American to Acquire Substantially all of TWA's Assets

American to Acquire Substantially all of TWA's Assets  

St. Louis, January 10, 2001 – Trans World Airlines, Inc. (AMEX: TWA) today announced that it has reached an agreement with American Airlines, Inc. (“American”), a subsidiary of AMR Corporation (NYSE: AMR), in which American will acquire substantially all of TWA’s assets. The asset purchase agreement includes TWA’s jet aircraft as well as numerous routes and gates throughout the TWA system and significant maintenance facilities. The agreement will protect air service in St. Louis and maintain St. Louis’s role as a major transportation center.

The agreement also calls for American to offer employment to almost all of TWA’s 20,000 employees. TWA currently operates approximately 190 aircraft and approximately 800 daily flights. Concurrently, TWA said today that it and certain subsidiaries had voluntarily filed petitions in the U.S. District Court in Wilmington, Delaware for relief under Chapter 11 of the U.S. Bankruptcy Code.

In order for the agreement with American to go forward, TWA also filed a motion seeking the Court’s approval of an asset purchase agreement with American pursuant to section 363 of the Bankruptcy Code. TWA has received a commitment from American for $200 million in Debtor in Possession (DIP) financing and anticipates receiving prompt approval for that financing from the Bankruptcy Court. The DIP financing will be collateralized by security interests in the Company’s assets, and is intended to enable TWA’s continued operation during the transition period, which may take up to six months. The sale of TWA’s assets to American is subject to, among other things, higher and better offers as a result of a bidding process plus Bankruptcy Court approval. The Court will set a hearing date and timetable. William F. Compton, president and chief executive officer of TWA, said, “This is both a sad and exciting day for TWA. It is sad because we are starting a process that will culminate in the retirement of the oldest and proudest name in the U.S. airline industry. I am, however, heartened by the fact that we have been able to work out a solution with American that we believe to be the best possible outcome for our creditors because it extracts franchise value by selling the company as an operating concern.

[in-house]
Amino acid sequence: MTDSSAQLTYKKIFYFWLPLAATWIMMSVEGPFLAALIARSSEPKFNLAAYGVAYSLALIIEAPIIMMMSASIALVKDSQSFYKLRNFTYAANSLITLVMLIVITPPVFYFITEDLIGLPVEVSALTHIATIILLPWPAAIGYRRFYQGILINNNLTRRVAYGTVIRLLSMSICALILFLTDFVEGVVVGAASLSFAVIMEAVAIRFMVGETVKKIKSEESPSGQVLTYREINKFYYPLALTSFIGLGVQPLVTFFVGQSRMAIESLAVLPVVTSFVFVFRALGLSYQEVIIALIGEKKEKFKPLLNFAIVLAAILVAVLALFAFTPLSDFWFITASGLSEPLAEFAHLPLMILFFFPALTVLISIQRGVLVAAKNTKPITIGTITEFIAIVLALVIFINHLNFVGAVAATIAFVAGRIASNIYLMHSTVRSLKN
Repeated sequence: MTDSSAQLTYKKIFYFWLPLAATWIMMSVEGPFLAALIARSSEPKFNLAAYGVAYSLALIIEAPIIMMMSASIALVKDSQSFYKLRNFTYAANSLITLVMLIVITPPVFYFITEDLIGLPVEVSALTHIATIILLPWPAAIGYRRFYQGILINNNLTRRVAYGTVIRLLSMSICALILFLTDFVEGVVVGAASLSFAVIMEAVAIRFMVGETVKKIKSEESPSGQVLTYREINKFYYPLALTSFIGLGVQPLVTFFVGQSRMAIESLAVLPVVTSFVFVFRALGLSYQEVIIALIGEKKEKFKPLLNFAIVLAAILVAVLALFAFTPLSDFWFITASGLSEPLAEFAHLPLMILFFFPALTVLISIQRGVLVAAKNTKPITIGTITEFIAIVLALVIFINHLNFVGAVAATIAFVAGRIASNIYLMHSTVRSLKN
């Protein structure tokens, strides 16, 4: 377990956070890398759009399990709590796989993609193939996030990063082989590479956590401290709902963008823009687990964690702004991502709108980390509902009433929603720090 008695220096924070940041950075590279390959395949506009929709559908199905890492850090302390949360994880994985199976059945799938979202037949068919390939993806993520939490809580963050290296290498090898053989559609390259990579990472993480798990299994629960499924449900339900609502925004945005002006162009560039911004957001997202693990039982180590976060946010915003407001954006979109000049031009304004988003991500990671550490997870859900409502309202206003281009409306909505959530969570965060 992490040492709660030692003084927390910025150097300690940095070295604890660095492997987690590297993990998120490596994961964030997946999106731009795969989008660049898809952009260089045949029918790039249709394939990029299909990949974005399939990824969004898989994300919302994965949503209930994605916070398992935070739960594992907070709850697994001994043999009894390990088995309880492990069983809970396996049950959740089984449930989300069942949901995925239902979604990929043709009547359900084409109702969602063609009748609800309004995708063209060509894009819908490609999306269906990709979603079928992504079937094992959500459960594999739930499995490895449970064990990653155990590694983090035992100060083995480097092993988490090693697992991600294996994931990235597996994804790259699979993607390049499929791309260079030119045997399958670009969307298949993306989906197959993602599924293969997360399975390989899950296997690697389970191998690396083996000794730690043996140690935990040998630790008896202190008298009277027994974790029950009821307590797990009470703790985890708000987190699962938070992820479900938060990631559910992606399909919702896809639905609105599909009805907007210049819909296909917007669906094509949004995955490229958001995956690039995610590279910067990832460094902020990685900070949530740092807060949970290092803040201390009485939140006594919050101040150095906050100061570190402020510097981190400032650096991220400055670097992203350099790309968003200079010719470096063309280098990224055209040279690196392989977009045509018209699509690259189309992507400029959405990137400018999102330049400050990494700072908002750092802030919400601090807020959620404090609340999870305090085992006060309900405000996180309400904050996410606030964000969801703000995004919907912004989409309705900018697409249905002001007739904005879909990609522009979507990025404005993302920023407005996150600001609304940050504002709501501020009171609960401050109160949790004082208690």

“American has agreed to protect the jobs of substantially all of our thousands of employees in St. Louis, Kansas City, New York and elsewhere. American also agreed to take responsibility for our retirees’ medical and dental benefits now provided by TWA. And, this agreement will be beneficial for our customers, who will enjoy uninterrupted service,” Compton said. The agreement with American calls for significant reciprocity in many customer programs. TWA passengers who are AAdvantage frequent flyer program members will soon be able to accrue AAdvantage miles on TWA flights. Ambassadors Club memberships will be first honored and subsequently transferred into American’s Admirals Club program. Customers in TWA’s home city of St. Louis will continue to enjoy the convenience of a network hub schedule.

In making the filing to the Bankruptcy Court, TWA noted that its steadily deteriorating financial condition, which was exacerbated by recent staggering increases in jet fuel costs, had prevented the company from capitalizing on the significant progress made in recent years to improve its operating efficiencies. Fleet improvement efforts and improvements to TWA’s route system, as well as productivity improvements helped to improve revenue and reduce controllable costs. However, the timing of the company’s recent capital investments coupled with the unanticipated fuel increases caused a drain on cash flow and made it necessary for TWA to seek the protection of the Bankruptcy Code in order to sustain operations.
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